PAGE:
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From Adrian Speteanu <asp.ad...@gmail.com>
Subject Re: Coding JMeter tests
Date Wed, 12 Nov 2014 16:26:17 GMT
Hi,

+1 for starting this topic.
In my experience, developers split into 2 categories: either they don't
mind using JMeter (but they might still struggle with the interface) or
they feel uncomfortable that they can't "code" the test scenario (not the
actual execution of jmeter, most teams I've worked with managed to embed
JMeter in whatever solution they preferred prior to adopting JMeter for
performance tests). The example itself is pretty illustrative of what can
be accomplished from within an IDE and seems self sufficient to me. Finding
[more of] these examples would definitely help. But to this day, I've never
seen it used in the teams I've worked or collaborated with.

Regards,
Adrian S

On Wed, Nov 12, 2014 at 3:29 PM, Shmuel Krakower <shmulikk@gmail.com> wrote:

> Hi all,
> For a long time I'm struggling to push JMeter to the hands of developers
> within the different development teams I'm working with. Today some of
> those developer know and use JMeter, because it is part of our processes
> (to performance test as much as possible), but they are not happy to take
> such JMeter tasks.
>
> I was discussing this today with one of my colleagues, our pain is that
> JMeter fail to be considered 'sexy', by most developers.
> This is true especially when you look at the recent years changes where
> developers are also taking care for end user / functional testing
> development using frameworks such as cucumber.
>
> It feels like there's a lot of hype and 'cool'-ness (and fun) about
> functional testing as part of agile methods and continuous deployment
> efforts, but not once it comes to performance testing.
>
> I believe that the most immediate blocker is that JMeter takes the
> developer outside of his comfort zone, outside of the IDE. JMeter
> considered as a 'tool'.
>
> If we scope the discussion (for simplicity) to Java developers, I believe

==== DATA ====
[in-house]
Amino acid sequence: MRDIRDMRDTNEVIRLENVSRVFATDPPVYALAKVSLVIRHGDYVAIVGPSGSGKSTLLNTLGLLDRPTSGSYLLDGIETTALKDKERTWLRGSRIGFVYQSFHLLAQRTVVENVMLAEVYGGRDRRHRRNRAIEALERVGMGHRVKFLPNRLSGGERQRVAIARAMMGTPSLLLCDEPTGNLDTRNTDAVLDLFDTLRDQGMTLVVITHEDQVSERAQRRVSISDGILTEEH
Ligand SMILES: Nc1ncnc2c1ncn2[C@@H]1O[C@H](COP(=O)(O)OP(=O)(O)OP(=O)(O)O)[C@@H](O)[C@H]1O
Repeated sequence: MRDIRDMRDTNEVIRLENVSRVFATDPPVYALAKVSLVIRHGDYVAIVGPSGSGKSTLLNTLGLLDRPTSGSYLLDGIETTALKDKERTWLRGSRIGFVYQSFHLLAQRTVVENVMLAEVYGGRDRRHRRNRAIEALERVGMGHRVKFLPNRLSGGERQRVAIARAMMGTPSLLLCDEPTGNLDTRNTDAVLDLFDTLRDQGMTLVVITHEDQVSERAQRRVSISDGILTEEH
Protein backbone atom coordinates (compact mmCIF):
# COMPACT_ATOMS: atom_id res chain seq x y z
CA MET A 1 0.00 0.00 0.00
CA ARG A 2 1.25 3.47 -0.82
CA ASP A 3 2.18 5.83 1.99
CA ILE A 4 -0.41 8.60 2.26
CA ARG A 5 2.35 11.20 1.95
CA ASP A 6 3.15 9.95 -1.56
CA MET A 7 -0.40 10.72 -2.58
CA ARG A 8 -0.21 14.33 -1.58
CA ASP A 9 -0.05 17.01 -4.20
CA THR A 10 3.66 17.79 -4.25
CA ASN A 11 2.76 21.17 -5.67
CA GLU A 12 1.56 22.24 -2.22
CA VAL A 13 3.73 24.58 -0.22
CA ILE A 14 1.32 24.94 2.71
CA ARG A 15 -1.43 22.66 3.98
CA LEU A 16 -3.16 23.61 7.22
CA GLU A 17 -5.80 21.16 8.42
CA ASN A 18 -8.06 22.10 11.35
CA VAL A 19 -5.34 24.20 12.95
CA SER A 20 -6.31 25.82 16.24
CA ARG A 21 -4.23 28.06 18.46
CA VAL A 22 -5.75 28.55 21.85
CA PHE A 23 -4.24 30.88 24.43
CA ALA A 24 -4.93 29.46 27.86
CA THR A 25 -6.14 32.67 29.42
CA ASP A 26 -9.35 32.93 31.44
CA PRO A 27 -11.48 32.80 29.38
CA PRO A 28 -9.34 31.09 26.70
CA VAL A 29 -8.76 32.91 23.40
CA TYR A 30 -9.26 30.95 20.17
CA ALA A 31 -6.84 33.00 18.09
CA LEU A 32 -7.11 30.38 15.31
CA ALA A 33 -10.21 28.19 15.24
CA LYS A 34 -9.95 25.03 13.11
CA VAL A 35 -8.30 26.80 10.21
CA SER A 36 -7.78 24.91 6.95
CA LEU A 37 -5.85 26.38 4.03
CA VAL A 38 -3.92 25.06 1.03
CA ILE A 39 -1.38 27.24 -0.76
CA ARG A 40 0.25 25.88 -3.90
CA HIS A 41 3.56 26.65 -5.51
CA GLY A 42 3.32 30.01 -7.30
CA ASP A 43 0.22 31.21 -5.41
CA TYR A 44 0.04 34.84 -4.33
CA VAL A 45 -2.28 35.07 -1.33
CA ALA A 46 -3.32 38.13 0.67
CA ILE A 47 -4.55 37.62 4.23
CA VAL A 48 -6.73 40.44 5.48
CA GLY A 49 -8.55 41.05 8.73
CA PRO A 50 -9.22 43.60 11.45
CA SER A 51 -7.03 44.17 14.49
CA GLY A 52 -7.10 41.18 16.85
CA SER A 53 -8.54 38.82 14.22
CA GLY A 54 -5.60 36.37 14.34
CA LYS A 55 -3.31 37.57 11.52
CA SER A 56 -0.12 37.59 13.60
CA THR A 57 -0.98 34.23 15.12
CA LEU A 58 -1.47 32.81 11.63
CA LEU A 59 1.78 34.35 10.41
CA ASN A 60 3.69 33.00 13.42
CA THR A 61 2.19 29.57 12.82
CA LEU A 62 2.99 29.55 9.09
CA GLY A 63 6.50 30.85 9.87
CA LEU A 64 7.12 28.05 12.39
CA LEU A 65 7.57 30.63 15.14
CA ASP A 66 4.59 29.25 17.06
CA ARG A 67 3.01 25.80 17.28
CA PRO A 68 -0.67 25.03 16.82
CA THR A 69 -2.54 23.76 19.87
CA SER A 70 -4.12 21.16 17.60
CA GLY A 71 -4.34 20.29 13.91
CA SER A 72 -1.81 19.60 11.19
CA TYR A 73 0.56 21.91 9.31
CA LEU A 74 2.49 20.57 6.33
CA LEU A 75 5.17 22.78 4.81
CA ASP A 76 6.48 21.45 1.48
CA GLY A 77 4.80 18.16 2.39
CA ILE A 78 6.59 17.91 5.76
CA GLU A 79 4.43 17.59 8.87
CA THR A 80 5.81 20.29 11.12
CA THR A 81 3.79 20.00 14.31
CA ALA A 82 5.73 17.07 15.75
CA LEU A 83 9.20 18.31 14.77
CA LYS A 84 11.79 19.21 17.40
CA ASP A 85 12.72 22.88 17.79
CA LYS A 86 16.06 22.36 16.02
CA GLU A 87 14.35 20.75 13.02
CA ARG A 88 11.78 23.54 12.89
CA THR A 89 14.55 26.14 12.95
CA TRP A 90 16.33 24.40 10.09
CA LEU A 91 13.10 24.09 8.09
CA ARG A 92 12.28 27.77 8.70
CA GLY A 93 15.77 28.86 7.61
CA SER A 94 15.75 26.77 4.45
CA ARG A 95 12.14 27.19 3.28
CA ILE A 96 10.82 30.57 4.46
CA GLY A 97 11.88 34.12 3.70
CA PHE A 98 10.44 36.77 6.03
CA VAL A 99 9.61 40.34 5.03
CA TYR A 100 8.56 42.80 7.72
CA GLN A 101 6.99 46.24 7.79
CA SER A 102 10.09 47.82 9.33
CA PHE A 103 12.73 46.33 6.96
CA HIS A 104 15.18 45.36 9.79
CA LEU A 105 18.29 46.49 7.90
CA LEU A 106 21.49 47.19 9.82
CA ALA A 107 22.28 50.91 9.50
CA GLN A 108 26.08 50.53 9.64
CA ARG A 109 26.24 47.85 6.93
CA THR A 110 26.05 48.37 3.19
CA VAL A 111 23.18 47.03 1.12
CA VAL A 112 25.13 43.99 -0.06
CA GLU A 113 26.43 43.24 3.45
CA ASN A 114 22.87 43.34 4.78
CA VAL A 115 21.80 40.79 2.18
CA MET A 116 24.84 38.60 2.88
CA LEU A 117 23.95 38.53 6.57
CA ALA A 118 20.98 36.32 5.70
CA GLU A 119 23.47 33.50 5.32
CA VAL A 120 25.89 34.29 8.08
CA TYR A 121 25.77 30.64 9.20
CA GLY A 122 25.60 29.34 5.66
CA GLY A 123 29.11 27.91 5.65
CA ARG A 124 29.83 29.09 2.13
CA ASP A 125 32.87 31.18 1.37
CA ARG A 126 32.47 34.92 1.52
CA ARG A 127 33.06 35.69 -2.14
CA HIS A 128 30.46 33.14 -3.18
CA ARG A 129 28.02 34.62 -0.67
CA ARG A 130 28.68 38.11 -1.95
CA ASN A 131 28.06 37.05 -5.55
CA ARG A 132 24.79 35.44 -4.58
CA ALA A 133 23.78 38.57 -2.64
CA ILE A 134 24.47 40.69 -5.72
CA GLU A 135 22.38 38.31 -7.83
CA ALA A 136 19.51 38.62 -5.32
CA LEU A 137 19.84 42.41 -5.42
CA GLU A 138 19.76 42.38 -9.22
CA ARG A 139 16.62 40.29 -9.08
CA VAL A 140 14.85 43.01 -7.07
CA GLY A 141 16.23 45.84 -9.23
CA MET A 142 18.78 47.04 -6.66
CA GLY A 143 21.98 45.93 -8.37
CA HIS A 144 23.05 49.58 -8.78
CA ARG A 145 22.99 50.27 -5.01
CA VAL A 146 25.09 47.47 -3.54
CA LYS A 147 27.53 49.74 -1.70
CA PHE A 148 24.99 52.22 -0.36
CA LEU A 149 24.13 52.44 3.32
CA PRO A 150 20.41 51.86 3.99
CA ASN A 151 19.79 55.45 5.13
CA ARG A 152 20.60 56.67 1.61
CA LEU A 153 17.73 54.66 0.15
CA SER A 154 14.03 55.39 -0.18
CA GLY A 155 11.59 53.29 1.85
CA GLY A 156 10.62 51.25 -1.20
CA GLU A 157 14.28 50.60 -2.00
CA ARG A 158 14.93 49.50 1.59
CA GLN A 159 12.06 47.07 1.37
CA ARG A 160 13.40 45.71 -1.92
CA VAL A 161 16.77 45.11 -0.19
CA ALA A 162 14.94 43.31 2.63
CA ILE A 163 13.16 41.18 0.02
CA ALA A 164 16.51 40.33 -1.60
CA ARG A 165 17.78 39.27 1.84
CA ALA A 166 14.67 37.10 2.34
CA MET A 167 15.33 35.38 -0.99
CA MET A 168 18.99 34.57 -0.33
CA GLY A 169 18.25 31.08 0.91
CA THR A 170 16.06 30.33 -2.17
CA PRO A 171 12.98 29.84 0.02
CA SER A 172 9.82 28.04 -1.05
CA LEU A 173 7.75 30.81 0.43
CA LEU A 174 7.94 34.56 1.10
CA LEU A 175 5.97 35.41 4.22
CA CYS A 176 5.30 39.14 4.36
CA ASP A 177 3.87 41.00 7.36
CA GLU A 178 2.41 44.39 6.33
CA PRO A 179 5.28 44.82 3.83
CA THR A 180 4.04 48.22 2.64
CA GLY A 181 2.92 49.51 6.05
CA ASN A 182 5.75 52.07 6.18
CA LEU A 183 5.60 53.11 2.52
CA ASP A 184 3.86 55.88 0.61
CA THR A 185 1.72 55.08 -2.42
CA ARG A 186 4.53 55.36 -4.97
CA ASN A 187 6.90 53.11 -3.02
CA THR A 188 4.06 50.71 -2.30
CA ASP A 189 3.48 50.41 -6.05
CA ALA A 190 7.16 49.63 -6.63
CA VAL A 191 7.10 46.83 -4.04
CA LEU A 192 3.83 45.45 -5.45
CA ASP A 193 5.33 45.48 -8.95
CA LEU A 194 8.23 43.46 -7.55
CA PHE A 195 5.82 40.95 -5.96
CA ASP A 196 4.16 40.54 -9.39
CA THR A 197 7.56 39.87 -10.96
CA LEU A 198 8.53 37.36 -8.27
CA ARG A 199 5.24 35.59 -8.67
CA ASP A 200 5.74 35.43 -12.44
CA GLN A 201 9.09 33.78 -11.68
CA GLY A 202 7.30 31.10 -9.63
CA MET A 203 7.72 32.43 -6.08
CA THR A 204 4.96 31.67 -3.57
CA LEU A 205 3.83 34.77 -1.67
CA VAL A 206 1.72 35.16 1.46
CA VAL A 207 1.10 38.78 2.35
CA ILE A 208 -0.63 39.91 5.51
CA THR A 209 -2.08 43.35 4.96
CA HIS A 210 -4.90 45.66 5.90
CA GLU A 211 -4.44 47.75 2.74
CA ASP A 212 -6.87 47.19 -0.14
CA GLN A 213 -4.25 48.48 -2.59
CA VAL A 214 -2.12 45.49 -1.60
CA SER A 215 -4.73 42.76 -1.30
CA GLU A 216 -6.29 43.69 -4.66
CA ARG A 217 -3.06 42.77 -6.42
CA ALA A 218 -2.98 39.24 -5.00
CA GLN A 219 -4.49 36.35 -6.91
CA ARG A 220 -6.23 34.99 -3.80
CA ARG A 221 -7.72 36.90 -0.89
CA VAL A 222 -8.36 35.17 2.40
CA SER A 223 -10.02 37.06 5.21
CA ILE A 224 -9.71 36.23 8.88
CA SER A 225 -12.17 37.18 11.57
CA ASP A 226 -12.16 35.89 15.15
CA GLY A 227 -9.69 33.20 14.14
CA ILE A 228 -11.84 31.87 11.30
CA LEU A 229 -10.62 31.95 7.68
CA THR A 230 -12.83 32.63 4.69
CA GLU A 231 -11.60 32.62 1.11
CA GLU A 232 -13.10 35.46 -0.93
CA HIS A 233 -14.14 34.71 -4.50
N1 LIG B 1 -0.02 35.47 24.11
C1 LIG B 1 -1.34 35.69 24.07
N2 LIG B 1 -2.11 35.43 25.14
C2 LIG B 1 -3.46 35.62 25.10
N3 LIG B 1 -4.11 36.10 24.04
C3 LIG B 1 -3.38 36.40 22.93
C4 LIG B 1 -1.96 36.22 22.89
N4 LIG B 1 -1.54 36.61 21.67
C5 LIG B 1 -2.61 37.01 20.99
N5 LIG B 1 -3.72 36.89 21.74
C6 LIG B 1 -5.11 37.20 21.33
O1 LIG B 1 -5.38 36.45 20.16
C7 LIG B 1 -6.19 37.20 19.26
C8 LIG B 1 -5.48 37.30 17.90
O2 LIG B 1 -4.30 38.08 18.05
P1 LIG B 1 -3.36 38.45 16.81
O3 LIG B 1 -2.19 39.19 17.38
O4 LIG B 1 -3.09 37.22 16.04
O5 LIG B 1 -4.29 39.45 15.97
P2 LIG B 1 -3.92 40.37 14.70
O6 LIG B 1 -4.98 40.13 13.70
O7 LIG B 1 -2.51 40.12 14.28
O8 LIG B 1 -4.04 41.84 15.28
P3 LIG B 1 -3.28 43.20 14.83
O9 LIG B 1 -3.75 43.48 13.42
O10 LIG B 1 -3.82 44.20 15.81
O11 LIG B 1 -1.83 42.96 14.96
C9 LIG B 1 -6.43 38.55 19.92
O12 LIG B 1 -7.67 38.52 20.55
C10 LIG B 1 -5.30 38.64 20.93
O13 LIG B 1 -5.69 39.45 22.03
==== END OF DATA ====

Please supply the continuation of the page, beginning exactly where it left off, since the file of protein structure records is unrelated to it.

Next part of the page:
> that if they take JMeter as a library or a framework, which will live
> inside the IDE, so it allows them to write tests in Java code and some
> mechanism to run those tests, it will increase the attraction of JMeter in
> the eyes of developers.
>
> Technically speaking, I guess it should be relative easy to utilize JMeter
> from Java code, so a developer could nicely 'develop' tests and run them as
> ANT / MVN task. Mainly because there are already such integrations to run
> JMeter tests from within the IDE and because JMeter is written in Java -
> thus why not using the Java API to create scripts via code?
>
> I just googled for that and found this post by blazemener:
> http://blazemeter
> .com/blog/5-ways-launch-jmeter-test-without-using-jmeter-gui
> Where point 4 talks about exactly the same thing.
> Does anyone has experience with this approach? Pros and Cons? Ideas?
>
> I don't mean that load tests should run from the IDE, but developers should
> be able to develop scripts and run them (for testing) in their comfort
> zone. The load tests execution should surely run later from a dedicated
> environment / machines.
>
> This is mostly for discussion and as it is based on my own experience and
> my own thoughts, I might be completely wrong here with my feelings and
> assumptions, but would be nice to hear other thoughts on that topic.
>
> Best,
>
> Shmuel Krakower.
> www.Beatsoo.org - re-use your jmeter scripts for application performance
> monitoring from worldwide locations for free.
>

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